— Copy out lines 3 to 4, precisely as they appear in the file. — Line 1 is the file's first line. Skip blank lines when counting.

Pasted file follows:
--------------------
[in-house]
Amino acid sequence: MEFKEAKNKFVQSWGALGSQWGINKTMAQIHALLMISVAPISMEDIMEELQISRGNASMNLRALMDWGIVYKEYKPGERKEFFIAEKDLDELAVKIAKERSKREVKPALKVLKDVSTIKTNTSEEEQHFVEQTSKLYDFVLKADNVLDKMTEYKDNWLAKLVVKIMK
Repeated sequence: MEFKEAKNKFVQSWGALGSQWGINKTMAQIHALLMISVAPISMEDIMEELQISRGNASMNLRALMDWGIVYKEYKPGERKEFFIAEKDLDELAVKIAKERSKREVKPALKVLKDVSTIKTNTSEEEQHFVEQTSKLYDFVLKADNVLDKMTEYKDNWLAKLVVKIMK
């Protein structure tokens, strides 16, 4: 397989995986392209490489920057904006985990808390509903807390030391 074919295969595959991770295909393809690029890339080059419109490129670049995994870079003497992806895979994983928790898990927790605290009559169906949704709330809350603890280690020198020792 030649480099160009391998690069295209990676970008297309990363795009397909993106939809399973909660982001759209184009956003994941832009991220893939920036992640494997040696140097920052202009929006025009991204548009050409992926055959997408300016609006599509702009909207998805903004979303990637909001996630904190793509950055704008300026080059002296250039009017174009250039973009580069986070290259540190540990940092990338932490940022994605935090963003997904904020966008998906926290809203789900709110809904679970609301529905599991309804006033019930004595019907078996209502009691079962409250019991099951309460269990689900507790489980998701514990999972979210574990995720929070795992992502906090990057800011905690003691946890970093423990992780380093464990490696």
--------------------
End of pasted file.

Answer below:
Repeated sequence: MEFKEAKNKFVQSWGALGSQWGINKTMAQIHALLMISVAPISMEDIMEELQISRGNASMNLRALMDWGIVYKEYKPGERKEFFIAEKDLDELAVKIAKERSKREVKPALKVLKDVSTIKTNTSEEEQHFVEQTSKLYDFVLKADNVLDKMTEYKDNWLAKLVVKIMK
């Protein structure tokens, strides 16, 4: 397989995986392209490489920057904006985990808390509903807390030391 074919295969595959991770295909393809690029890339080059419109490129670049995994870079003497992806895979994983928790898990927790605290009559169906949704709330809350603890280690020198020792 030649480099160009391998690069295209990676970008297309990363795009397909993106939809399973909660982001759209184009956003994941832009991220893939920036992640494997040696140097920052202009929006025009991204548009050409992926055959997408300016609006599509702009909207998805903004979303990637909001996630904190793509950055704008300026080059002296250039009017174009250039973009580069986070290259540190540990940092990338932490940022994605935090963003997904904020966008998906926290809203789900709110809904679970609301529905599991309804006033019930004595019907078996209502009691079962409250019991099951309460269990689900507790489980998701514990999972979210574990995720929070795992992502906090990057800011905690003691946890970093423990992780380093464990490696």